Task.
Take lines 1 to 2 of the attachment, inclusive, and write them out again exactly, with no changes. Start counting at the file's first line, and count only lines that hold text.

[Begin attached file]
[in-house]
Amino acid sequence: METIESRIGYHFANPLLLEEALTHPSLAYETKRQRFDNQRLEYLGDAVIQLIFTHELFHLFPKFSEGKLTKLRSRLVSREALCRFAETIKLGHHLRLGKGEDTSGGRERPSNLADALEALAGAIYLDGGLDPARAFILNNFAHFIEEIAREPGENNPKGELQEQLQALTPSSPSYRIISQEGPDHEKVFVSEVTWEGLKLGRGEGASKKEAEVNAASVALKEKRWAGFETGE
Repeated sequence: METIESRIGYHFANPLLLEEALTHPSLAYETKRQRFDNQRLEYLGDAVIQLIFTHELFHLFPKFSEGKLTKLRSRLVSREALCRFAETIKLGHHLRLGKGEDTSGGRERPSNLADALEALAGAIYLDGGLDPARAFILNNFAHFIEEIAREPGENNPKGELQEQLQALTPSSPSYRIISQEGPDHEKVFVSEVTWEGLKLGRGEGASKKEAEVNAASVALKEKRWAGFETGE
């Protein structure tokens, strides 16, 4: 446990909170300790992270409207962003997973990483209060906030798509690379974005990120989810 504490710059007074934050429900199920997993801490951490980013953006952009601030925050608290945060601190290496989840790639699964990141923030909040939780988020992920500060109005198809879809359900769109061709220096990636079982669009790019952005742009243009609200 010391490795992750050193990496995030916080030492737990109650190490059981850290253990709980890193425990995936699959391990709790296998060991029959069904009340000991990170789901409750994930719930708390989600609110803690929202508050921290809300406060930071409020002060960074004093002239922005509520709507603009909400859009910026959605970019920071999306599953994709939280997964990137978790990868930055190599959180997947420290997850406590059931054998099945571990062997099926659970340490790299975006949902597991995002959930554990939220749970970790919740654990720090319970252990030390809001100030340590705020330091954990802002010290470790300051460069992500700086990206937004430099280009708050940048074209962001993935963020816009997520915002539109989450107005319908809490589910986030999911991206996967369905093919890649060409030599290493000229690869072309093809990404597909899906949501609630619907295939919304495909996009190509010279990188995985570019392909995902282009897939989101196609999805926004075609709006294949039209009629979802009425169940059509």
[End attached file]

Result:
[in-house]
Amino acid sequence: METIESRIGYHFANPLLLEEALTHPSLAYETKRQRFDNQRLEYLGDAVIQLIFTHELFHLFPKFSEGKLTKLRSRLVSREALCRFAETIKLGHHLRLGKGEDTSGGRERPSNLADALEALAGAIYLDGGLDPARAFILNNFAHFIEEIAREPGENNPKGELQEQLQALTPSSPSYRIISQEGPDHEKVFVSEVTWEGLKLGRGEGASKKEAEVNAASVALKEKRWAGFETGE